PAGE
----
See the Tutorial List

PL/SQL Variables, Constants and Literals

In our previous tutorial we covered PL/SQL datatypes, in this tutorial we will learn about PL/SQL variables, contants and literals. We will also write some simple PL/SQL blocks to see how we can define variables and use them.

What is an Identifier?

Before proceeding ahead, let us understand what identifiers are. You are identified by your name, hence your name is your identifier. Similarly in programming we use identifiers to name our data which can be any form of data.


PL/SQL Variables

A variable is a reserved memory area for storing the data of a particular datatype. It is an identifier which is identifies memory locations where data is stored. This memory is reserved at the time of declaration of a variable which is done in the DECLARE section of any PL/SQL block.

Syntax for declaration of a variable:

Variable_name  datatype(size);

Let's take a simple example of how we can define a variable in PL/SQL,

roll_no NUMBER(2);

a int;

And if we want to assign some value to the variable at the time of declaration itself, the syntax would be,

Variable_name datatype(size) NOT NULL:=value;

Let's take a simple example for this too,

eid NUMBER(2) NOT NULL := 5;

In the PL/SQL code above, we have defined a variable with name eid which is of datatype NUMBER and can hold a number of length 2 bytes, which means it can hold a number upto 99(because 100 onwards we have 3 digits) and the default value for this variable is 5.

The keyword NOT NULL indicates that eid cannot be a blank field.

Here, := is an assignment operator used to assign a value to a variable.(We will learn about various operators in the next tutorial)


Rules for declaring a Variable in PL/SQL

Following are some important rules to keep in mind while defining and using a variable in PL/SQL:

  1. A variable name is user-defined. It should begin with a character and can be followed by maximum of 29 characters.
  2. Keywords (i.e, reserved words ) of PL/SQL cannot be used as variable name.
  3. Multiple variables can be declared in a single line provided they must be separated from each other by at least one space and comma.

    For eg: a,b,c int;

  4. Variable names containing two words should not contain space between them. It must be covered by underscore instead.

    For eg: Roll_no

  5. A variable name is case sensitive, which means a_var is not same as A_var

Time for an Example!

Let's take a simple example to see how we can declare a variable and use it,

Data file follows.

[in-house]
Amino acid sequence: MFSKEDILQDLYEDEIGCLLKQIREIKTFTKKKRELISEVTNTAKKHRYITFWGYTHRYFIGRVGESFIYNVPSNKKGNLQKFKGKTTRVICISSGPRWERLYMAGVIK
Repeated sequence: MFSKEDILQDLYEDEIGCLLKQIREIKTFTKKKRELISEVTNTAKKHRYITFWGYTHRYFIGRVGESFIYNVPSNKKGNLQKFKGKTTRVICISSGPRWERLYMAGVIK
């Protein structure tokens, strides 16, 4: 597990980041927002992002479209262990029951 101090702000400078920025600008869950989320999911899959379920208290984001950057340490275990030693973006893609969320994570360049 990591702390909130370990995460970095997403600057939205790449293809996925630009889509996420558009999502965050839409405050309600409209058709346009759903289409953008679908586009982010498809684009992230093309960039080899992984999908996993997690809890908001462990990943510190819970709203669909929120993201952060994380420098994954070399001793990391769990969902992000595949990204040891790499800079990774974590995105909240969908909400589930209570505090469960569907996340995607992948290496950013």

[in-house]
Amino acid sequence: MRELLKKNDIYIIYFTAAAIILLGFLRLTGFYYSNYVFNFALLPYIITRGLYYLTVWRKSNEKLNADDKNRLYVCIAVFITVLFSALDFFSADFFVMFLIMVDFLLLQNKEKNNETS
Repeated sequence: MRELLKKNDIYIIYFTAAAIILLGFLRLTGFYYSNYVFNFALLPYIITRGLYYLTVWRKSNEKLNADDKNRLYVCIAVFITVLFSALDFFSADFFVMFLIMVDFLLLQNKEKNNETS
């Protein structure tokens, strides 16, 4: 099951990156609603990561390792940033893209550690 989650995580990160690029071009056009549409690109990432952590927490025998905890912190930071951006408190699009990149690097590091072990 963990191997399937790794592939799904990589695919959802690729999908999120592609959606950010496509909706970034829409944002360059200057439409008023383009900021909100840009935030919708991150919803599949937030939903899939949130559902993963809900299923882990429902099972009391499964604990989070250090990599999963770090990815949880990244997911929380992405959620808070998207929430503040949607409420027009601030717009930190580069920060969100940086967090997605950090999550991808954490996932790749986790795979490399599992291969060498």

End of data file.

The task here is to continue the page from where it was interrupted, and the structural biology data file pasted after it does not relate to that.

set serveroutput on;
DECLARE
	a NUMBER(2);
	b NUMBER(2) := 5;
BEGIN
	a := b;
	dbms_output.put_line(a);
END;

5

In the example above we have declared two variables a and b and we have assigned value to the variable b, then in the BEGIN block, we assign the value of variable b to the variable a and then print it's value on console.


PL/SQL Constants

Constants are those values which when declared remain fixed throughout the PL/SQL block. For declaring constants, a constant keyword is used.

Syntax for declaring constants:

Constant_Name  constant  Datatype(size) := value;

Let's take a simple code example,

school_name constant VARCHAR2(20) := "DPS";

In the above code example, constant name is user defined followed by a keyword constant and then we have declared its value, which once declared cannot be changed.


Time for an Example!

Below we have a simple program to demonstrate the use of constants in PL/SQL,

set serveroutput on;
DECLARE
	school_name constant varchar2(20) := "DPS";
BEGIN
	dbms_output.put_line('I study in '|| school_name);
END;

I study in DPS PL/SQL Procedure successfully completed.


PL/SQL Literals

A literal is a value that is expressed by itself and are generally constant. For example, if your name is Alex, then for you Alex is a literal(the value which is constant). In other words, the value that is declared as a constant in a program is said to be literal. A literal can be numeric, string or a date.

Type of Literal Explanation Example
Numeric It can be a positive or a negative number. 2,-5,10,-50
String It is a collection of characters and enclosed in single quotes when used. 'Hello world'
Date It is a date in DD-MON-YYYY format and always enclosed in single quotes when used in any program. '25-nov-1995'

Time for an Example!

Here we have a simple program to demonstrate the use of literals in PL/SQL,

set serveroutput on;
DECLARE
	str varchar2(20):= 'Welcome to Studytonight.com';
BEGIN
	dbms_output.put_line(str);
END;

Welcome to Studytonight.com

In the next tutorial we will learn about operators in PL/SQL.